Why the delay over speed humps?
I’M sure motorists in this area have been looking forward to the new financial year, as we were told the monstrous humps which spoil Seaham coast road would be removed about now, but the latest is that we have to suffer them for a further three months.
We’ve been told the humps are quite easy to remove as they’re just bolted in place. This would take minimal funding.
Replace them with speed cameras for a 20-mile speed limit. Job done! Or is that too simple?
Once these monstrous humps are removed, they should never be installed anywhere else in this country (unless used to train tanks and military vehicles – that’s all they’re good for). They’re totally unfit for purpose.
As for finding a buyer for these humps, I can’t see any queue forming.
Please return this road back to the pleasant coast road it used to be instead of it being like an assault course. This could be done by cameras to cut speed. Motorists are not all morons who speed all the time. The majority are sensible drivers who know that if they exceed the speed limit they will be fined and points added to their licence.
A good example of speed cameras working to govern speed is from Villette Road, Sunderland, traffic lights to Christ Church traffic lights. I’ve never seem any motorists speeding there, so it does work.
Jack Proctor, Deneside
WHEN I turned 60 in 2010, it was not going to end at that, just sitting around the flat feeling depressed all the time because of old age.
So I turned to hobbies – magic tricks, ventriloquism and juggling. At first I picked magic as my hobby. It went slowly. I kept putting it on the back seat because I had trouble with my flat.
My second hobby is juggling, my other hobby is ventriloquism. Now I’m 62, I’m still not good at them but I’m still in there practising and I still enjoy my hobbies.
Other people in their 60s turn to other things to keep them going, other hobbies, but for me it’s magic, ventriloquism and juggling to keep the brain working.
When I first picked up magic as my main hobby, I found myself collecting things, and information on magicians. The first one I collected was of Tommy Cooper, and photo print-outs of posters, and I’ve got a few real posters of magic acts.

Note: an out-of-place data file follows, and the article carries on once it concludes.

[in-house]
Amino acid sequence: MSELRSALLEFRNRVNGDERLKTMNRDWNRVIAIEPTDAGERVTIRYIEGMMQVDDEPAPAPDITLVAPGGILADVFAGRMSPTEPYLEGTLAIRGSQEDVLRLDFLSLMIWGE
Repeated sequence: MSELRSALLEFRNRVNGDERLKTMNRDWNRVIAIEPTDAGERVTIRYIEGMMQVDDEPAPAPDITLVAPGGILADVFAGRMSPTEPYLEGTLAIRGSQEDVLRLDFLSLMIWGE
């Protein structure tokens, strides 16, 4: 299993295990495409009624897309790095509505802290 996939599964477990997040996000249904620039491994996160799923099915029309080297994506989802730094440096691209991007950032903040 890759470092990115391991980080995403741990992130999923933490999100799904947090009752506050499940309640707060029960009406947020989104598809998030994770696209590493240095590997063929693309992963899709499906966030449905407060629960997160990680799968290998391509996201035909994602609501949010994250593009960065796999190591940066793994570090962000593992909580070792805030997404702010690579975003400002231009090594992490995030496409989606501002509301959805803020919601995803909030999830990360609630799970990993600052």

Also I am beginning to collect information on ventriloquist acts, and even the history of ventriloquism.
Edwin Robinson, Zetland Square, Sunderland
I LEFT my handbag on the Number 20 (Prestbury Road) bus on Thursday, April 12.
I had little hope of getting it back. However, I hadn’t banked on the folk of Pennywell. I had my bag back the next day.
Thanks to all concerned in this act of kindness and honesty.
Doreen Morrell, Pennywell, Sunderland
Jobs are the key
AS the local elections are due and the Echo is not accepting anything “party political”, I have decided to write something we can probably all agree upon.
How many times do people write in about Sunderland’s city centre? Every single week is the answer.
Well, the popular consensus usually ends with how in this consumer-driven society that Sunderland need more shops.
But I think there is something vital required before the landing of a major development – in our attempt to rival shopping on Tyneside – can become successful. The boom we require first is jobs. It isn’t any good having the finest range of boutiques in the North if few people in Sunderland have the money to spend in them.
I acknowledge shops would provide jobs, but they wouldn’t be sustainable in the atmosphere which exists in this city.
A large-scale creation of jobs here would be great for the area. It could help shake a “forgotten about” generation out of their apathy, whilst focusing on the next.
It could prove a driving force – the new-found wealth would have the top brands and retailers hankering to set up in the city.
It’s about priorities, and without job creation first what would truly be sustainable anyway?
So to the next person to complain about the “town centre”, just remember, it isn’t much good in the current climate of landing some shiny, new complex if all the majority can afford to do is window shop.
G. Engel, High Barnes, Sunderland